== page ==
Fatigue: Asking the right questions
Once your business starts monitoring driver fatigue, you’ll see lots of data. Devices like Seeing Machines don’t put drivers under constant surveillance. Instead, they’re tuned to activate and generate an alert when they identify specific indicators, such as eyes looking down or to the side, eyes closing, heads tilting and so on.
Those alerts generate data – and lots of it. But having data is one thing. Making good use of it is another.
Getting good value from your investment in driver monitoring systems (DMSes) hinges on three things:
- getting valid data
- understanding what it’s telling you
- using it to improve safety and reduce alerts
Step one: valid data
For Adam Gibson, NTI’s Transport and Logistics Risk Engineer, the first data points to look at are what he calls ‘circumvention events’.
These are items or alerts such as ‘camera misaligned’, ‘camera out of focus’ or ‘facial features obscured’.
They might point to legitimate problems in the cab, such as a faulty unit or one that’s been accidentally knocked out of position. But they can also point to drivers deliberately circumventing the device.
Adam notes that “a ‘camera misaligned’ event can mean the camera is pointed at the roof. ‘Facial features obscured’ could mean the driver is wearing polarised sunglasses, a face mask and a deep-brimmed hat, while ‘operator out of position’ or ‘sensor covered’ could mean their hat is over the camera.”
Your data report will most likely include benchmarks that tell you the industry average for certain types of events. If you see that your ‘circumvention events’ are high but your driving events are low, you should treat your data as suspect.
“If your drivers are circumventing key safety technology, it’s a sign that you’ve got challenges with the roll-out, your business culture or both,” Adam says. “While it’s important to respond to what the data is telling you, make sure you identify the real issue and don’t just try to treat the symptoms.”
“When it comes to intentionally covering the camera, your company should have a policy. Circumvention should be treated with the utmost seriousness, and whatever the policy is, it must be rigorously applied.”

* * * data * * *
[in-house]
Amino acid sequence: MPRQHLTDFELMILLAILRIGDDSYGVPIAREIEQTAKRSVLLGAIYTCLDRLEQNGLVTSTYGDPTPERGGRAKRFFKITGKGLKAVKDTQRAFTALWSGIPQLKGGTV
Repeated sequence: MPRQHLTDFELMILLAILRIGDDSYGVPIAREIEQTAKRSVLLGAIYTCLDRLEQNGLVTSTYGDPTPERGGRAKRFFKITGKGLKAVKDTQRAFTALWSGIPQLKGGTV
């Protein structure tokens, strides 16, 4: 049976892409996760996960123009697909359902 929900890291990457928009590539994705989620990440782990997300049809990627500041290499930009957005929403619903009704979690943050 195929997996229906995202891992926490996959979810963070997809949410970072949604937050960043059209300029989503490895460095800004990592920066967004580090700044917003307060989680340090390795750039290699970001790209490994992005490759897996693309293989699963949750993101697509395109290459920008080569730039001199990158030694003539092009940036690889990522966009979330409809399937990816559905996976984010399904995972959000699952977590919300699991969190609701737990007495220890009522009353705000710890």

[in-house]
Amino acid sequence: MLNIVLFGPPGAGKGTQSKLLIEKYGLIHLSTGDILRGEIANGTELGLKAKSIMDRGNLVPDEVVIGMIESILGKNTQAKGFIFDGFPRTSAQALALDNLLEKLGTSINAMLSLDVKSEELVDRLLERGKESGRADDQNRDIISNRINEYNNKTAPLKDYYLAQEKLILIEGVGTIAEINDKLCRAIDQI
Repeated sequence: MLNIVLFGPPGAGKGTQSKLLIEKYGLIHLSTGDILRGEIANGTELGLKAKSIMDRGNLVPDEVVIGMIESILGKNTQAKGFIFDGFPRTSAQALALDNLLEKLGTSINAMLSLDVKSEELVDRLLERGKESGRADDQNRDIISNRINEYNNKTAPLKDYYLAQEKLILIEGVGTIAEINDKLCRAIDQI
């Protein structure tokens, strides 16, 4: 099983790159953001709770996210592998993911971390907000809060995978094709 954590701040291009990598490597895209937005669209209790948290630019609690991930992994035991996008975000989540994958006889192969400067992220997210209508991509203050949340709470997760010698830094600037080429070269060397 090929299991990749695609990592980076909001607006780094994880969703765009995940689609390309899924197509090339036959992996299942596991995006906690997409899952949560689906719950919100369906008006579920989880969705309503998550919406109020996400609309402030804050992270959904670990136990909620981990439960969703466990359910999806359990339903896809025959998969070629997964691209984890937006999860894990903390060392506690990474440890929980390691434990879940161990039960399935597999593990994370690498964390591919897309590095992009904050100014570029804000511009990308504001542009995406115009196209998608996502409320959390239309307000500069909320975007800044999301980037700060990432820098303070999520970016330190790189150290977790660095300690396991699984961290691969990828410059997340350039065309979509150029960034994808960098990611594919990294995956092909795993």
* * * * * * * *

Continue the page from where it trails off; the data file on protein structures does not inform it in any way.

Step two: the right data
Once your data is in good shape, with few to no circumvention events, you can be confident that it’s accurately reflecting your drivers’ on-road behaviour.
“Once you’re confident that your system is generating reliable data, you can start looking at what it’s telling you,” Adam says.
We can group driver alerts into two broad categories: distraction events (distracted driving and mobile phone use) and sleep events (drowsiness and microsleeps).
Distraction events are within your drivers’ control – they indicate times when drivers aren’t paying enough attention to the task of driving.
Sleep events are a little more complex, as they may reflect underlying health or lifestyle problems, but nevertheless, they still must be managed and, ideally, eliminated.
Step three: the right approach
Communication is critical. Share high-level data with your drivers but keep conversations with individuals private. The goal is to use the data you’ve selected as a tool for safety improvement and driver coaching, not as a tool to discipline and punish your team.
“You have to set clear goals and track them over time,” Adam says. “And you can even incentivise your team. Find some way to give everyone a stake in it.”
Drivers generating distraction events should be counselled. Emphasise to them how important it is to stay focused on the driving task.
“When someone chooses to pick up their phone while driving,” Adam says, “they’re making a conscious choice. You should discuss that choice with them.”
Drivers generating sleep incidents should also be counselled. But in this case, their health and lifestyle are the key concerns. “Make sure your managers have a plan of how to have this conversation,” Adam says. “It should be ‘You had a micro-sleep event, can you tell us about it? Are you getting enough sleep?’ You need to have a referral pathway to sleep health and fitness.”
“You also need to a have a trusted relationship with your drivers so they can talk about sleep and exercise and diet.
“If you don’t, then it’s about improving communications and relationships inside your business.”
Bringing it all together
Whatever approach you take, make sure your team understands where they’re performing well and where they need to improve. Don’t single out drivers in front of their teammates but do have private conversations with them to check that they’re okay and see if you can offer any further support.
We’ve created a simple template to communicate key data points to your team. Use it, or one you created, to get the message across. The data doesn’t lie – and it can help you make your business safer, more efficient and a better place to work.
- This article has been developed as part of NTI’s The Business of Safety series with the aim of helping transport and logistics businesses become safer and more sustainable. The Business of Safety is funded by the NHVR’s Heavy Vehicle Safety Initiative, supported by the Australian Government. Information in this document is a guide only. It does not take into account your personal or business circumstances. Whilst all due care has been taken, you must not rely on the information as an alternative to legal, legislated regulatory and compliance requirements associated with your business activities. NTI.M002.24.15102021